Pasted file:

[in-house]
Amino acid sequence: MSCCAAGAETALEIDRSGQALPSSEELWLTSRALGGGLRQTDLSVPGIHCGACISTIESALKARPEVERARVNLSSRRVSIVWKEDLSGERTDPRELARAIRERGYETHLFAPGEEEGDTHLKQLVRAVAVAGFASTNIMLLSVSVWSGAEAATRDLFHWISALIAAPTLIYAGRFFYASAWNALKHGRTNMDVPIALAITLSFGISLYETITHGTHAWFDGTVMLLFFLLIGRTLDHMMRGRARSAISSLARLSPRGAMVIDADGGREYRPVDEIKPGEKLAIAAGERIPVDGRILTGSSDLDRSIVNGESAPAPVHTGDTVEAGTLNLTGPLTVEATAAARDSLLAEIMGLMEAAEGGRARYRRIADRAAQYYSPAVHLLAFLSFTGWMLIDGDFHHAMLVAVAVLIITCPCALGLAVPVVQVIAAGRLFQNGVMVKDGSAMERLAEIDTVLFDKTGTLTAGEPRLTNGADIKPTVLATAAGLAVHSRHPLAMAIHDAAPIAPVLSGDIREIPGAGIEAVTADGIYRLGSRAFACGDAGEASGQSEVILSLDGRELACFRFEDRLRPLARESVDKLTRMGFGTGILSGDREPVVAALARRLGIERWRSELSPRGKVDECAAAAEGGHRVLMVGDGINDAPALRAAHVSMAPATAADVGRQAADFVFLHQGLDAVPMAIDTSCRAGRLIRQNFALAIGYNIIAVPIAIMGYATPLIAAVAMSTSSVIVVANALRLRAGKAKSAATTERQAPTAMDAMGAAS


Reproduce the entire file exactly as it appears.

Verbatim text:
[in-house]
Amino acid sequence: MSCCAAGAETALEIDRSGQALPSSEELWLTSRALGGGLRQTDLSVPGIHCGACISTIESALKARPEVERARVNLSSRRVSIVWKEDLSGERTDPRELARAIRERGYETHLFAPGEEEGDTHLKQLVRAVAVAGFASTNIMLLSVSVWSGAEAATRDLFHWISALIAAPTLIYAGRFFYASAWNALKHGRTNMDVPIALAITLSFGISLYETITHGTHAWFDGTVMLLFFLLIGRTLDHMMRGRARSAISSLARLSPRGAMVIDADGGREYRPVDEIKPGEKLAIAAGERIPVDGRILTGSSDLDRSIVNGESAPAPVHTGDTVEAGTLNLTGPLTVEATAAARDSLLAEIMGLMEAAEGGRARYRRIADRAAQYYSPAVHLLAFLSFTGWMLIDGDFHHAMLVAVAVLIITCPCALGLAVPVVQVIAAGRLFQNGVMVKDGSAMERLAEIDTVLFDKTGTLTAGEPRLTNGADIKPTVLATAAGLAVHSRHPLAMAIHDAAPIAPVLSGDIREIPGAGIEAVTADGIYRLGSRAFACGDAGEASGQSEVILSLDGRELACFRFEDRLRPLARESVDKLTRMGFGTGILSGDREPVVAALARRLGIERWRSELSPRGKVDECAAAAEGGHRVLMVGDGINDAPALRAAHVSMAPATAADVGRQAADFVFLHQGLDAVPMAIDTSCRAGRLIRQNFALAIGYNIIAVPIAIMGYATPLIAAVAMSTSSVIVVANALRLRAGKAKSAATTERQAPTAMDAMGAAS